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Trewyn Fawr, Carrog Road,
Corwen, Denbighshire, LL21 9RW

Loading ‘Problem’ Horses

Home » Loading ‘Problem’ Horses

Loading ‘Problem’ horses is not only frustrating and time consuming, but also costly if you can’t attend entered events. But is it the horse that is the problem? There are a number of reasons a horse won’t load, here are a few pointers to try and help you gain your horses confidence to enter the Horse Trailer.

Make it Inviting

Horses don’t like to feel enclosed, open up the front ramp so the horse can see through the trailer.

Make sure you choose a trailer with plenty of windows, to allow natural light in and for the horse to be able to see what’s surrounding them. If you have a trailer with limited light, maybe try them in a different trailer to see if that helps. Some horses don’t like stepping up onto a ramp and would prefer to step up into a horse trailer. If your trailer has a combination ramp/door, then it’s definitely worth trying to see if that’s the case with your horse. If you have another horse which is a good loader, load them first to give your horse the confidence that it is ok to enter the trailer.


Do your Groundwork and make sure your horse is listening to you. You can practice leading them in hand and making sure they obey simple walk, reverse and stand commands. When they respond accordingly, release the pressure on the headcollar and this will help them understand what you are requesting.

For more advanced groundwork help, consult a Horsemanship consultant to help with basic groundwork and ultimately the loading issues.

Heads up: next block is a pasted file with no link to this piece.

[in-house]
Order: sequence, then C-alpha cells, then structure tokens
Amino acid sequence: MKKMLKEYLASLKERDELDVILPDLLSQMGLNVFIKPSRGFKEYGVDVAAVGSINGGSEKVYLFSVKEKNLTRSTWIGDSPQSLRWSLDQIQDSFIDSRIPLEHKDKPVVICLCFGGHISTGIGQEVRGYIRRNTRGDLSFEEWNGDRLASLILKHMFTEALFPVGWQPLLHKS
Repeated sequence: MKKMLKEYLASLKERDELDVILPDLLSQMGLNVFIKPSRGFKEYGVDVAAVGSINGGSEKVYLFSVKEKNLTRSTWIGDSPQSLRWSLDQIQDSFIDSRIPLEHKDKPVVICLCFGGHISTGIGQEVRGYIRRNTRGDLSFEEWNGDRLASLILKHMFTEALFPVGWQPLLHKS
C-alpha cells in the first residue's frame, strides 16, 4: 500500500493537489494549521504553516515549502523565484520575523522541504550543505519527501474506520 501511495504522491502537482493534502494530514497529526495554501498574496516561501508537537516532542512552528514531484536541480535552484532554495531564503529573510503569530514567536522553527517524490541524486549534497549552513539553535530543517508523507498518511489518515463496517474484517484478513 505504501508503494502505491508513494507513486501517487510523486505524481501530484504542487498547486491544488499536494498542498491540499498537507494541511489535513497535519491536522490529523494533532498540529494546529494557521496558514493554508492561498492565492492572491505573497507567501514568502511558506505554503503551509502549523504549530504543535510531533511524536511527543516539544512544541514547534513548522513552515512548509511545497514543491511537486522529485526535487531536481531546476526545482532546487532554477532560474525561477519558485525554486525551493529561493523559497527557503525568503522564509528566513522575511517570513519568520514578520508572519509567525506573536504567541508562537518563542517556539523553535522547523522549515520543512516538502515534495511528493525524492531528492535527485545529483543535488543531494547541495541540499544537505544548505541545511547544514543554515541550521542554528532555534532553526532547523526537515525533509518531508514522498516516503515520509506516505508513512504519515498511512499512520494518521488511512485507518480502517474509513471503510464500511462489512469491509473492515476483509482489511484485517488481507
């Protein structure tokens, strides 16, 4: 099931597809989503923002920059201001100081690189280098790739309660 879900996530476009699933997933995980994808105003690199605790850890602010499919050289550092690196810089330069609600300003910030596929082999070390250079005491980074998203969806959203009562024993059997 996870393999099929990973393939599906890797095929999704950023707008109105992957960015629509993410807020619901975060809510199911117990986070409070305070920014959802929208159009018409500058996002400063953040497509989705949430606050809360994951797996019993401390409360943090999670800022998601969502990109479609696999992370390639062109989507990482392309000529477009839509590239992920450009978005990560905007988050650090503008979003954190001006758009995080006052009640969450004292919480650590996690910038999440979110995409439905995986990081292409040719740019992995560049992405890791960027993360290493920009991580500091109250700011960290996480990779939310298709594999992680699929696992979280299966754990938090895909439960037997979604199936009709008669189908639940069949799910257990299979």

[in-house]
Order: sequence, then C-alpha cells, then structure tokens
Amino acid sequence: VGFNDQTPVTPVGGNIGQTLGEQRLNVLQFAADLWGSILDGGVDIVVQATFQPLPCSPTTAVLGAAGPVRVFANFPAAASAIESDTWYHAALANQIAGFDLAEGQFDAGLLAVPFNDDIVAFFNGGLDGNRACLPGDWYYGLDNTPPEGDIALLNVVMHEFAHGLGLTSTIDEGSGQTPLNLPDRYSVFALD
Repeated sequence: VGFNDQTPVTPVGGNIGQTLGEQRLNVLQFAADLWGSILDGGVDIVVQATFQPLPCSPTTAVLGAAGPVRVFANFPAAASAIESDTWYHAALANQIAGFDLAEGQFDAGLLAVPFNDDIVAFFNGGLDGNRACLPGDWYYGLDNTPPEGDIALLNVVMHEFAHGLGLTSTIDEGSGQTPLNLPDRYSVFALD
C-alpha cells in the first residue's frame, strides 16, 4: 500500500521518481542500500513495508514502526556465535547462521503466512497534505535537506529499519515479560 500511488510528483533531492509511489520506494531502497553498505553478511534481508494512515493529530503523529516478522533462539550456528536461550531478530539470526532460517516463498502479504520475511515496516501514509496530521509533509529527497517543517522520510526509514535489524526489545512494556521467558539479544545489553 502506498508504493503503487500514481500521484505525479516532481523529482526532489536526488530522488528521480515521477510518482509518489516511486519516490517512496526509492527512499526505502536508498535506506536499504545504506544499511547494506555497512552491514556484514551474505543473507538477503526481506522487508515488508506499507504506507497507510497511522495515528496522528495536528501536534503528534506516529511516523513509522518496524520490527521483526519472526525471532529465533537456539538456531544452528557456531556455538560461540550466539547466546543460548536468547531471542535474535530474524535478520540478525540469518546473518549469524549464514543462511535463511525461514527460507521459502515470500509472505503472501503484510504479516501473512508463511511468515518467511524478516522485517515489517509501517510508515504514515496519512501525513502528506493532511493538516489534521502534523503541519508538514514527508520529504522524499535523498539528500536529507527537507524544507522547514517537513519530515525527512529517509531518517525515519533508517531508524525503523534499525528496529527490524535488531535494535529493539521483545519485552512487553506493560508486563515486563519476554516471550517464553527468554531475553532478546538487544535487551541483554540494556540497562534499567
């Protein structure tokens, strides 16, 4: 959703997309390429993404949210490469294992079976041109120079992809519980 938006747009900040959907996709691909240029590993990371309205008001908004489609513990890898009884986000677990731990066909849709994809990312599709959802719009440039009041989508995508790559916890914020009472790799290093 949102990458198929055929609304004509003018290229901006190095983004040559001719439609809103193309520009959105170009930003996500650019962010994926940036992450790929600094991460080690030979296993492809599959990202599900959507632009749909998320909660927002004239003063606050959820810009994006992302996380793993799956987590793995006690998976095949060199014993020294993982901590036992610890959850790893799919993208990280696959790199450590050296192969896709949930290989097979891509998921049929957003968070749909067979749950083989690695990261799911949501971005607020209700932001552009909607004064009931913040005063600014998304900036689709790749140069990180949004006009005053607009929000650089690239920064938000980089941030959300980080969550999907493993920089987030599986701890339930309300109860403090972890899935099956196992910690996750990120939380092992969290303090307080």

Practice and Reward

Take time to practice loading when you’re not travelling anywhere. Walk the horse through the trailer a few times, then walk them in with the breast bar up. Once in, give them their feed in the trailer and make sure they feel that a horse trailer is a nice place to be! The more often you can do this, the more familiar they will feel with the experience of loading.

Is it the Trailer causing a problem?

With the majority of trailers being forward facing, some horses do prefer travelling in a Horsebox due to the Herringbone position. By using telescopic partitions, it also allows for the horses to have more or less room as required. Maxi Trailers carry from 2-4 horses and offer the same travelling position and customised stall width as a horsebox, without the need for a separate vehicle or a Lorry license.

Is the Horse trailer causing an issue with the aforementioned lack of light or is it a bumpy ride? Cheval Liberté Horse Trailers not only have multiple windows, they also have the signature Pullman2 suspension. This provides a much smoother ride compared to other manufactured horse trailers, as shown in this video;

Assess Your Driving

You should make the journey as smooth as possible to keep your horse relaxed whilst travelling. Imagine having a glass of water in the cup holder. You need to drive to ensure it doesn’t spill by not taking bends too fast or breaking too sharply.

Another tip is to keep your wheels turning by reading the road ahead. When approaching traffic lights which are changing back to red, slow right down and roll up to the lights. Chances are, by the time you get there they will be changing to green again and you wont be stopping and pulling off abruptly. This is not only good for your equine passenger, but also for fuel consumption!

Cheval Liberté has been supporting the UK and Ireland equestrian markets for over 20 years and is today considered to be one of the most trusted equestrian partners in the UK & Ireland.